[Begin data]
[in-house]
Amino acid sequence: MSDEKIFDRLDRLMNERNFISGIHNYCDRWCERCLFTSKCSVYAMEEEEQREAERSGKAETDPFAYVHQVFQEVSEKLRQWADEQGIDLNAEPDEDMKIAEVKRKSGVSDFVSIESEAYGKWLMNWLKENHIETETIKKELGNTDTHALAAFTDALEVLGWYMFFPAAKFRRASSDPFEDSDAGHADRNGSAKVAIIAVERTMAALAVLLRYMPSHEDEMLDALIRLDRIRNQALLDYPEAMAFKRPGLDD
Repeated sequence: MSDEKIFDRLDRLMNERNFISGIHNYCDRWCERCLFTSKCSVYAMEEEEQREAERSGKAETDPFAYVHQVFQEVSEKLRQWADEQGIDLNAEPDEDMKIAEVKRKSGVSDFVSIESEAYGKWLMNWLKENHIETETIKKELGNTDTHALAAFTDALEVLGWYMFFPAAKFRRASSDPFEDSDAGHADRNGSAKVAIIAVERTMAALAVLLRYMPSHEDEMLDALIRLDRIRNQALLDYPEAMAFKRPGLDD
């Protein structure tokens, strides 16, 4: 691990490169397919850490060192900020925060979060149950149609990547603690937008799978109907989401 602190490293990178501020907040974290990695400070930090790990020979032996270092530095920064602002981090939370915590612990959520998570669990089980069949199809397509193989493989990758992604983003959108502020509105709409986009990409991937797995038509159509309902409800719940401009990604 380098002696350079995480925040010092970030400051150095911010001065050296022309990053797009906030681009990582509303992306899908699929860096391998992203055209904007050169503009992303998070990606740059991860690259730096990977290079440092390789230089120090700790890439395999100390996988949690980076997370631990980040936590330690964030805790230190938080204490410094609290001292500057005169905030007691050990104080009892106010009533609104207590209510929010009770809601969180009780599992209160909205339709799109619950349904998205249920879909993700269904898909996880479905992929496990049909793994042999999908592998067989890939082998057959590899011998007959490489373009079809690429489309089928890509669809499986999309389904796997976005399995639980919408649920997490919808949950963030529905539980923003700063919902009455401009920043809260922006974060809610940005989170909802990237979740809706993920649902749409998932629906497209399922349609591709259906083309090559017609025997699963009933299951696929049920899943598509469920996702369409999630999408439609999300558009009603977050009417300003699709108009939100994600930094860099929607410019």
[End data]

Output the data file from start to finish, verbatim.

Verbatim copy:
[in-house]
Amino acid sequence: MSDEKIFDRLDRLMNERNFISGIHNYCDRWCERCLFTSKCSVYAMEEEEQREAERSGKAETDPFAYVHQVFQEVSEKLRQWADEQGIDLNAEPDEDMKIAEVKRKSGVSDFVSIESEAYGKWLMNWLKENHIETETIKKELGNTDTHALAAFTDALEVLGWYMFFPAAKFRRASSDPFEDSDAGHADRNGSAKVAIIAVERTMAALAVLLRYMPSHEDEMLDALIRLDRIRNQALLDYPEAMAFKRPGLDD
Repeated sequence: MSDEKIFDRLDRLMNERNFISGIHNYCDRWCERCLFTSKCSVYAMEEEEQREAERSGKAETDPFAYVHQVFQEVSEKLRQWADEQGIDLNAEPDEDMKIAEVKRKSGVSDFVSIESEAYGKWLMNWLKENHIETETIKKELGNTDTHALAAFTDALEVLGWYMFFPAAKFRRASSDPFEDSDAGHADRNGSAKVAIIAVERTMAALAVLLRYMPSHEDEMLDALIRLDRIRNQALLDYPEAMAFKRPGLDD
């Protein structure tokens, strides 16, 4: 691990490169397919850490060192900020925060979060149950149609990547603690937008799978109907989401 602190490293990178501020907040974290990695400070930090790990020979032996270092530095920064602002981090939370915590612990959520998570669990089980069949199809397509193989493989990758992604983003959108502020509105709409986009990409991937797995038509159509309902409800719940401009990604 380098002696350079995480925040010092970030400051150095911010001065050296022309990053797009906030681009990582509303992306899908699929860096391998992203055209904007050169503009992303998070990606740059991860690259730096990977290079440092390789230089120090700790890439395999100390996988949690980076997370631990980040936590330690964030805790230190938080204490410094609290001292500057005169905030007691050990104080009892106010009533609104207590209510929010009770809601969180009780599992209160909205339709799109619950349904998205249920879909993700269904898909996880479905992929496990049909793994042999999908592998067989890939082998057959590899011998007959490489373009079809690429489309089928890509669809499986999309389904796997976005399995639980919408649920997490919808949950963030529905539980923003700063919902009455401009920043809260922006974060809610940005989170909802990237979740809706993920649902749409998932629906497209399922349609591709259906083309090559017609025997699963009933299951696929049920899943598509469920996702369409999630999408439609999300558009009603977050009417300003699709108009939100994600930094860099929607410019």